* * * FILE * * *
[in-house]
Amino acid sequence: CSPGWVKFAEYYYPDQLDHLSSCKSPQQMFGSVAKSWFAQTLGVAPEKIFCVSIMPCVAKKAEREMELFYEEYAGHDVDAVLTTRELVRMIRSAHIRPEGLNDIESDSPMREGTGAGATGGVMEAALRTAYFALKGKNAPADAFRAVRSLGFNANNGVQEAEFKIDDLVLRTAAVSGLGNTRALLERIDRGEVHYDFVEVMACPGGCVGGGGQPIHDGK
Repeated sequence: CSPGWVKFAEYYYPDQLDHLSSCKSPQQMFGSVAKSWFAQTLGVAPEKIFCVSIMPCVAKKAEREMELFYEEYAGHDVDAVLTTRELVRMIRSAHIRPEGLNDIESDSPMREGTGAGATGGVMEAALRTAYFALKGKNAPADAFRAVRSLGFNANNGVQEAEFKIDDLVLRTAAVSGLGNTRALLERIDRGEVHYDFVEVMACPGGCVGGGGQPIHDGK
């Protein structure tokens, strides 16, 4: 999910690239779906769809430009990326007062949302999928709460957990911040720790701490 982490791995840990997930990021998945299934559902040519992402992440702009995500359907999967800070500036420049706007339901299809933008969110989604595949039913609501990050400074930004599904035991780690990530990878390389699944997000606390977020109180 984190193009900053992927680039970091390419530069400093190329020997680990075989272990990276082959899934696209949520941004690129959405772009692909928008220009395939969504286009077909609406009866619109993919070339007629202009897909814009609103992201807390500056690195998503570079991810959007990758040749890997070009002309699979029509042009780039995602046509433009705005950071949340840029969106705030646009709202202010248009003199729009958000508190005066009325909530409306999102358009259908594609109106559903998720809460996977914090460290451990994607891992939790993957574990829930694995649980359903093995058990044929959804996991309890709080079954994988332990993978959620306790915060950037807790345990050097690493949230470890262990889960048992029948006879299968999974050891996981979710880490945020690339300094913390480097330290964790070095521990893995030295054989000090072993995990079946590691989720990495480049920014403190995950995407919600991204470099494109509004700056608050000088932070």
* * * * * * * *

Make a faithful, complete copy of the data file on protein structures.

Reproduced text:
[in-house]
Amino acid sequence: CSPGWVKFAEYYYPDQLDHLSSCKSPQQMFGSVAKSWFAQTLGVAPEKIFCVSIMPCVAKKAEREMELFYEEYAGHDVDAVLTTRELVRMIRSAHIRPEGLNDIESDSPMREGTGAGATGGVMEAALRTAYFALKGKNAPADAFRAVRSLGFNANNGVQEAEFKIDDLVLRTAAVSGLGNTRALLERIDRGEVHYDFVEVMACPGGCVGGGGQPIHDGK
Repeated sequence: CSPGWVKFAEYYYPDQLDHLSSCKSPQQMFGSVAKSWFAQTLGVAPEKIFCVSIMPCVAKKAEREMELFYEEYAGHDVDAVLTTRELVRMIRSAHIRPEGLNDIESDSPMREGTGAGATGGVMEAALRTAYFALKGKNAPADAFRAVRSLGFNANNGVQEAEFKIDDLVLRTAAVSGLGNTRALLERIDRGEVHYDFVEVMACPGGCVGGGGQPIHDGK
């Protein structure tokens, strides 16, 4: 999910690239779906769809430009990326007062949302999928709460957990911040720790701490 982490791995840990997930990021998945299934559902040519992402992440702009995500359907999967800070500036420049706007339901299809933008969110989604595949039913609501990050400074930004599904035991780690990530990878390389699944997000606390977020109180 984190193009900053992927680039970091390419530069400093190329020997680990075989272990990276082959899934696209949520941004690129959405772009692909928008220009395939969504286009077909609406009866619109993919070339007629202009897909814009609103992201807390500056690195998503570079991810959007990758040749890997070009002309699979029509042009780039995602046509433009705005950071949340840029969106705030646009709202202010248009003199729009958000508190005066009325909530409306999102358009259908594609109106559903998720809460996977914090460290451990994607891992939790993957574990829930694995649980359903093995058990044929959804996991309890709080079954994988332990993978959620306790915060950037807790345990050097690493949230470890262990889960048992029948006879299968999974050891996981979710880490945020690339300094913390480097330290964790070095521990893995030295054989000090072993995990079946590691989720990495480049920014403190995950995407919600991204470099494109509004700056608050000088932070």